fastcgi_pass unix:/var/run/php/php7.2-fpm.sock;
        #       # With php-cgi (or other tcp sockets):
        #       fastcgi_pass;

Once you’ve made the necessary changes, save and close (Press CTRL + X, then press y and ENTER to confirm save)

Now check the config file to make sure there are no syntax errors. Any errors could crash the web server on restart.

sudo nginx -t
nginx: the configuration file /etc/nginx/nginx.conf syntax is ok
nginx: configuration file /etc/nginx/nginx.conf test is successful

If no errors, you can reload the Nginx config.

sudo service nginx reload

3. Test PHP

To see if PHP is working correctly on Ubuntu 18.04, let’s a create a new PHP file called info.php in the document root directory. By default, this is located in /var/www/html/, or if you set up multiple domains in a previous guide, it may be located in somewhere like /var/www/

Once you have the correct document root directory, use the nano text editor to create a new file info.php

sudo nano /var/www/html/info.php

Type or paste the following code into the new file. (if you’re using PuTTY for Windows, right-click to paste)


Save and close (Press CTRL + X, then press y and ENTER to confirm save)

You can now view this page in your web browser by visiting your server’s domain name or public IP address followed by /info.php: http://your_domain_or_IP/info.php

phpinfo() outputs a large amount of information about the current state of PHP. This includes information about PHP compilation options and extensions, the PHP version and server information.

PHP info test page on Ubuntu 18.04

You have now successfully installed PHP-FPM for Nginx on Ubuntu 18.04 LTS (Bionic Beaver).

Make sure to delete info.php as it contains information about the web server that could be useful to attackers.

sudo rm /var/www/html/info.php

What Next?

Now that you have PHP up and running for Nginx, you might want to configure and manage a database by installing MySQL and phpMyAdmin.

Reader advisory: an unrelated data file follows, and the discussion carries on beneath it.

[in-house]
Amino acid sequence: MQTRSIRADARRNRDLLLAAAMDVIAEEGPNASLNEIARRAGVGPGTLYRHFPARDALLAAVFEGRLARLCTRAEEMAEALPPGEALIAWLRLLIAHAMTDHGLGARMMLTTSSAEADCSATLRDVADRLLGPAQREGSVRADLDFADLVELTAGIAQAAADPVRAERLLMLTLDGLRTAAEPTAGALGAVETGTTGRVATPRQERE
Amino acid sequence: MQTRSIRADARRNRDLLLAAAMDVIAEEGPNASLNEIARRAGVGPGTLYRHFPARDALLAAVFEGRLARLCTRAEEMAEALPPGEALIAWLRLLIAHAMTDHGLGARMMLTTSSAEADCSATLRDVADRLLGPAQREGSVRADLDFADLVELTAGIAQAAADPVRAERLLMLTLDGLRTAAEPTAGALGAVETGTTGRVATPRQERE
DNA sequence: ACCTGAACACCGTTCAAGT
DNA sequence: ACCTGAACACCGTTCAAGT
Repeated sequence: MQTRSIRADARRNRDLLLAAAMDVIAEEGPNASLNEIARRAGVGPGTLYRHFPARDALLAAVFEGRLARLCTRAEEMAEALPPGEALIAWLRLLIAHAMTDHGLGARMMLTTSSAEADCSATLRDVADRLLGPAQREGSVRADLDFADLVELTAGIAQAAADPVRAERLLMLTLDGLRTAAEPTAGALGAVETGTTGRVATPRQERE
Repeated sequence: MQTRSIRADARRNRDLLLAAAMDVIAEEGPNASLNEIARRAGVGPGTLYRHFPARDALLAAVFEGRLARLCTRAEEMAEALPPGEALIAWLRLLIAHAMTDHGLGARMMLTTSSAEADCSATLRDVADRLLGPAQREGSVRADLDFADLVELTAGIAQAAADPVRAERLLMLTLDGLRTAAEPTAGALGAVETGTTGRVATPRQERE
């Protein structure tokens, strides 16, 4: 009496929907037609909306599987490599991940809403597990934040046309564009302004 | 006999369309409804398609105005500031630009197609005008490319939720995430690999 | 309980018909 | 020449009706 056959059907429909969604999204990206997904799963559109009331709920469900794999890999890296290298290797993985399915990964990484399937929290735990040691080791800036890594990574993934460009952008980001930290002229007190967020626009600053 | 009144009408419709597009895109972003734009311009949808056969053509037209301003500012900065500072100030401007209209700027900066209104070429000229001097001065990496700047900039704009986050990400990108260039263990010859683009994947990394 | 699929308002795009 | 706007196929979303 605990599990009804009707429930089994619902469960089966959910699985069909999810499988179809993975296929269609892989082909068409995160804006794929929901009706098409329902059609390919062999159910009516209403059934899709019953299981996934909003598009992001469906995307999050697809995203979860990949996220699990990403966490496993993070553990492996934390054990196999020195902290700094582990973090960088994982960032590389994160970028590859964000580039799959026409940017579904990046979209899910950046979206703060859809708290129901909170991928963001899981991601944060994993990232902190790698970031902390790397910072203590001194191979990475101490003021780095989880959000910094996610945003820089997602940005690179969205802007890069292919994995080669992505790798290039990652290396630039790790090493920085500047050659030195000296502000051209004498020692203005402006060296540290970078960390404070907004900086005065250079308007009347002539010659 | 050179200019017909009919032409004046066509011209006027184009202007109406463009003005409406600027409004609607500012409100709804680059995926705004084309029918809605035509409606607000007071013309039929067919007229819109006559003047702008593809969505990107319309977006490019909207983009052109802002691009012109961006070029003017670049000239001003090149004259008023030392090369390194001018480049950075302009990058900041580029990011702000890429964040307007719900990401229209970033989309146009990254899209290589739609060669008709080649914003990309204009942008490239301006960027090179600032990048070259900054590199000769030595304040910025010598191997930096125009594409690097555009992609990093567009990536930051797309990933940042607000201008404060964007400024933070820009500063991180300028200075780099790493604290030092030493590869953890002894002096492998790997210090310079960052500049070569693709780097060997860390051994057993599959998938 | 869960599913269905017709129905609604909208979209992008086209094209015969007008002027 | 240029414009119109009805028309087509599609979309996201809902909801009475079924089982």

Let me know if this helped. Follow me on Twitter, Facebook and YouTube, or 🍊 buy me a smoothie.

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  1. If you encounter Not found 404 then you have to add the
    root /var/www/html;
    which shows the web server files path under the
    location ~ .php$ {

  2. I’ve triple checked my steps and I’m pretty sure I have this right but fro some reason my ‘info.php’ downloads as a .php script instead of showing the info like in your example. I did install phpmyadmin and the login screen for that is working correctly. I am pretty new to this so thanks so much for any help.

    1. You say you’re using multiple domains in the other article, did you go through each configuration file and carry out the changes in Step 4 for each domain?



      You need to edit each one.

      1. If you visit these websites before doing these changes, your browser will cache the fact that its downloading it as a file. This confused me, and the solution (in chrome) was to enter inspector, click on network and tick the box to disable cache.

        I was bamboozled for a good half an hour figuring out how to deal with this problem, even though I followed your steps correctly and the nginx -t command says everything is in order.